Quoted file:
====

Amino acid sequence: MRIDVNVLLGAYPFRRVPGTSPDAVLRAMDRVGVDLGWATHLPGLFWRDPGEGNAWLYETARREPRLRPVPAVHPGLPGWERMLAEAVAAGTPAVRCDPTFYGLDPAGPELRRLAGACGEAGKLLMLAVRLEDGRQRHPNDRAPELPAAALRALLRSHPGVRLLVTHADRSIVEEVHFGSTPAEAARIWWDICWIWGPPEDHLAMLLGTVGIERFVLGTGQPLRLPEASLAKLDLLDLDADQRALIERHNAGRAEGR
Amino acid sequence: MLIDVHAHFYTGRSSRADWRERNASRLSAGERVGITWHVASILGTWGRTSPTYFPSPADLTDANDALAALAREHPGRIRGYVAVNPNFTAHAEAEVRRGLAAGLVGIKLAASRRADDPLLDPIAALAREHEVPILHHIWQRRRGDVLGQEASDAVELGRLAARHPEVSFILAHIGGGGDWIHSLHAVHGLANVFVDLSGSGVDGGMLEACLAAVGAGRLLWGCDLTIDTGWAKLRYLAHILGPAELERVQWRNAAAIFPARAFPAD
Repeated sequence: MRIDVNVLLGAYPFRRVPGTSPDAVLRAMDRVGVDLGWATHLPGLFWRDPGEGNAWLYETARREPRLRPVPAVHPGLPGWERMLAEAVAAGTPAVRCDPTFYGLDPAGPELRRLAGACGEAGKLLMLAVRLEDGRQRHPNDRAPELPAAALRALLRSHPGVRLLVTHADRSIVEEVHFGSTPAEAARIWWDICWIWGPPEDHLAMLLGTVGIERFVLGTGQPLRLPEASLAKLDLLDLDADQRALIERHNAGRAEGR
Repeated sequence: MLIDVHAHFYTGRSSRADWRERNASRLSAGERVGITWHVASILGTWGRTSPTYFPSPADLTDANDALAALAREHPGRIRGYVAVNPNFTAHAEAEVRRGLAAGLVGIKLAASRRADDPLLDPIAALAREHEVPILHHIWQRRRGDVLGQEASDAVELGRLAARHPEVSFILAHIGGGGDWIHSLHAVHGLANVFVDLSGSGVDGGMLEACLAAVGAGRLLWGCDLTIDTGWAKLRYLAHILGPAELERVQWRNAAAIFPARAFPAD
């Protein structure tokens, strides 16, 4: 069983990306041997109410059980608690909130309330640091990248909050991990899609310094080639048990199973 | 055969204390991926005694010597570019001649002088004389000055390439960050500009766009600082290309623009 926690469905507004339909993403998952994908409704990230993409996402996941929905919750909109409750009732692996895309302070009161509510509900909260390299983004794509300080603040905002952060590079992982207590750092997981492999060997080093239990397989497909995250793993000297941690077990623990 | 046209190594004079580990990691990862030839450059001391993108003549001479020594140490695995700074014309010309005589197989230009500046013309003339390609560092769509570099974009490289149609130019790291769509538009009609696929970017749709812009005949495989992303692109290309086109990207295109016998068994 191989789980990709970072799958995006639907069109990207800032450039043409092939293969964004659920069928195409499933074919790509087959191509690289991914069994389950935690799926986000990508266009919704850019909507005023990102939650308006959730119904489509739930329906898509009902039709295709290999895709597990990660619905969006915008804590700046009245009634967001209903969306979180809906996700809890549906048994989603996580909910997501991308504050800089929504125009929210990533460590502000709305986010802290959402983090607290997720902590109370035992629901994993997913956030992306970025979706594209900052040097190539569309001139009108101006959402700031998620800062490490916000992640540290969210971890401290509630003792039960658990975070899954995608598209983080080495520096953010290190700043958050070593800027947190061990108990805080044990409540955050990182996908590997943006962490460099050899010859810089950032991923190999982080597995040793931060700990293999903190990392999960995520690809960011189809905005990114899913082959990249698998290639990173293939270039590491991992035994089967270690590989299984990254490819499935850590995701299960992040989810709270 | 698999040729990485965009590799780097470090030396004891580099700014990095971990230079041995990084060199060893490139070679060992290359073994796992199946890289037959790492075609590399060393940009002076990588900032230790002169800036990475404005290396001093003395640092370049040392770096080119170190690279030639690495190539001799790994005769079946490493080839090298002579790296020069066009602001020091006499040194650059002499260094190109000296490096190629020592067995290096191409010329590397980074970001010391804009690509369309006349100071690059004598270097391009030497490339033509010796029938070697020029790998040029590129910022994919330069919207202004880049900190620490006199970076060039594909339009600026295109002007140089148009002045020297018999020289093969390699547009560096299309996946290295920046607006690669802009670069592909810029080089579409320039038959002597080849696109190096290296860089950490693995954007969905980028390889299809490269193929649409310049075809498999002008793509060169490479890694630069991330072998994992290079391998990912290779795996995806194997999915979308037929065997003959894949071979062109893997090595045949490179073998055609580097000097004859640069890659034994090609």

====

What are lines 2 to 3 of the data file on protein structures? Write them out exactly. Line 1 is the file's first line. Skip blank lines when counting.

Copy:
Amino acid sequence: MLIDVHAHFYTGRSSRADWRERNASRLSAGERVGITWHVASILGTWGRTSPTYFPSPADLTDANDALAALAREHPGRIRGYVAVNPNFTAHAEAEVRRGLAAGLVGIKLAASRRADDPLLDPIAALAREHEVPILHHIWQRRRGDVLGQEASDAVELGRLAARHPEVSFILAHIGGGGDWIHSLHAVHGLANVFVDLSGSGVDGGMLEACLAAVGAGRLLWGCDLTIDTGWAKLRYLAHILGPAELERVQWRNAAAIFPARAFPAD
Repeated sequence: MRIDVNVLLGAYPFRRVPGTSPDAVLRAMDRVGVDLGWATHLPGLFWRDPGEGNAWLYETARREPRLRPVPAVHPGLPGWERMLAEAVAAGTPAVRCDPTFYGLDPAGPELRRLAGACGEAGKLLMLAVRLEDGRQRHPNDRAPELPAAALRALLRSHPGVRLLVTHADRSIVEEVHFGSTPAEAARIWWDICWIWGPPEDHLAMLLGTVGIERFVLGTGQPLRLPEASLAKLDLLDLDADQRALIERHNAGRAEGR